A century ago we lived in a world where a recession was a normal thing that occurred every 2 or 3 years, like clockwork.
But despite all kinds of chaos over the last quarter century, we’ve had 3 recessions, one of which (Covid, in 2020) was the shortest on record.
Every smart person I know has a theory.
- One is that policymakers are better at managing the economy than before.
- Another is that manufacturing industries that dominated the old economy are more prone to boom-and-bust overproduction than the service industries that prevailed in the last 50 years.
Whatever the cause, here’s what we know: When recessions are rare, people aren’t good at handling them.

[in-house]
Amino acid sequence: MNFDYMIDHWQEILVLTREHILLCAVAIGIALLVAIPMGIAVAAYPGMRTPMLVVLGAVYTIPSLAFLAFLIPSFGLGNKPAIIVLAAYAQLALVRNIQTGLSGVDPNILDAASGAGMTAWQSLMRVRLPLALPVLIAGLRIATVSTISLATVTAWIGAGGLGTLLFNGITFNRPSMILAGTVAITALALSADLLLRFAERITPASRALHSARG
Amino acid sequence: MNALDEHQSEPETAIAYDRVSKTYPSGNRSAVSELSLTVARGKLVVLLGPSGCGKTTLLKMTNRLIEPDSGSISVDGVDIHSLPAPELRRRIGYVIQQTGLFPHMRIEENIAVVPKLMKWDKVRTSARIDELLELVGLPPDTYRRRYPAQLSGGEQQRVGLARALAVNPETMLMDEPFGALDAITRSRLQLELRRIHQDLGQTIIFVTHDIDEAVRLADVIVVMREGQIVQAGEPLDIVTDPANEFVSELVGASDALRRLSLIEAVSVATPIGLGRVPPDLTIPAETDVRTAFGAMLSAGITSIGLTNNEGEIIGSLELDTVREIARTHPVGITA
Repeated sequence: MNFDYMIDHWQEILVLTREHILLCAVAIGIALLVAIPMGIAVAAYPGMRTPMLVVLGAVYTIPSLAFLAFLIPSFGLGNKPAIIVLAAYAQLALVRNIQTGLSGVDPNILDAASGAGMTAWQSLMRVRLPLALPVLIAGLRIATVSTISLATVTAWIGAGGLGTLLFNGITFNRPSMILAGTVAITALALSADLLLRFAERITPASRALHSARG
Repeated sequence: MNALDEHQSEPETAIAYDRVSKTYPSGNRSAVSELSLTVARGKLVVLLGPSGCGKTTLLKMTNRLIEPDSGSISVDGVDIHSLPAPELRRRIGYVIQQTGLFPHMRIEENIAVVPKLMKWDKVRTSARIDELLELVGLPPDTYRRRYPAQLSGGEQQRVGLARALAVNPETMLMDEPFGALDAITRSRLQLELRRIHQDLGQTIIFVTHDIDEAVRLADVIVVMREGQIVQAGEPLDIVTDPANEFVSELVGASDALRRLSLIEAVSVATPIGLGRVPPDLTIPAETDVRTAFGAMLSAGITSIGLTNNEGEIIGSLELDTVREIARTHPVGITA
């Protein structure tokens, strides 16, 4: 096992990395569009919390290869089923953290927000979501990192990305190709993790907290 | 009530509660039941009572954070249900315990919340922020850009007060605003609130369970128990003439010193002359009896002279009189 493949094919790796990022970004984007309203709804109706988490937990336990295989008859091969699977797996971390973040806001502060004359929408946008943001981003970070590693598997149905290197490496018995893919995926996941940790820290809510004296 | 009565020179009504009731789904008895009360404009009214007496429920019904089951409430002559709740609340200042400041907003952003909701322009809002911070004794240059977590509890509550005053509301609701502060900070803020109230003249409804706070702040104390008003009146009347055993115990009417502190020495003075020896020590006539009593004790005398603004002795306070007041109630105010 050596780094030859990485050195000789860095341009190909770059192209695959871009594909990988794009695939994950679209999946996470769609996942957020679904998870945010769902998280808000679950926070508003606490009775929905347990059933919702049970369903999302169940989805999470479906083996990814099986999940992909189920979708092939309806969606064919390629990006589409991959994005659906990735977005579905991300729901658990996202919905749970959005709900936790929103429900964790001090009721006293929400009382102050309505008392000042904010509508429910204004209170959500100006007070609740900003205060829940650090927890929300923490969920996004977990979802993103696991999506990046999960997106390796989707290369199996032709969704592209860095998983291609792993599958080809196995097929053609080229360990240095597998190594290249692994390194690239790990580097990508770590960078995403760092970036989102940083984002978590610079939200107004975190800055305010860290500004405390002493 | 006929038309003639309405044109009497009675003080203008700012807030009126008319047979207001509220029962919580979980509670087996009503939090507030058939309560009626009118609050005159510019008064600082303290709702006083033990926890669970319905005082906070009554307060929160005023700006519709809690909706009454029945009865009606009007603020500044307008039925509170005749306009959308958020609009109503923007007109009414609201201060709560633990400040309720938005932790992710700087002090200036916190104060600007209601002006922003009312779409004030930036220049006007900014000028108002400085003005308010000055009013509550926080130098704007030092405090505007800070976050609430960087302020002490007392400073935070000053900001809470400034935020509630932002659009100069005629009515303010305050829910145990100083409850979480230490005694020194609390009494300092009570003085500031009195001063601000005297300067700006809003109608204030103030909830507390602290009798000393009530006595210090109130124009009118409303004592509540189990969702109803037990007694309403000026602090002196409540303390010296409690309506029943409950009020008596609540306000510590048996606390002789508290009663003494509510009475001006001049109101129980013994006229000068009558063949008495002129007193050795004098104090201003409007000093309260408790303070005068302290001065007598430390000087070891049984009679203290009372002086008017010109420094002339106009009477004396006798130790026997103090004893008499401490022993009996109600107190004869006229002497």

If Lake Tahoe gets 6 feet of snow…
… the plows clear it out in a few hours and everyone goes about their day because they’re used to it. If Seattle gets 6 inches of snow, the city is paralyzed for a week.
Same thing with recessions.
So, maybe we’re lucky to have fewer recessions than our ancestors.
But I think we’re actually at a higher risk, because the idea of a long recession or stock market slump is like a mystical theory to so many people. So if one happens, they’d be unprepared and bewildered.
“The only thing new in the world is the history you do not know,” Harry Truman said. Make yourself familiar with the history of how fragile things can be.
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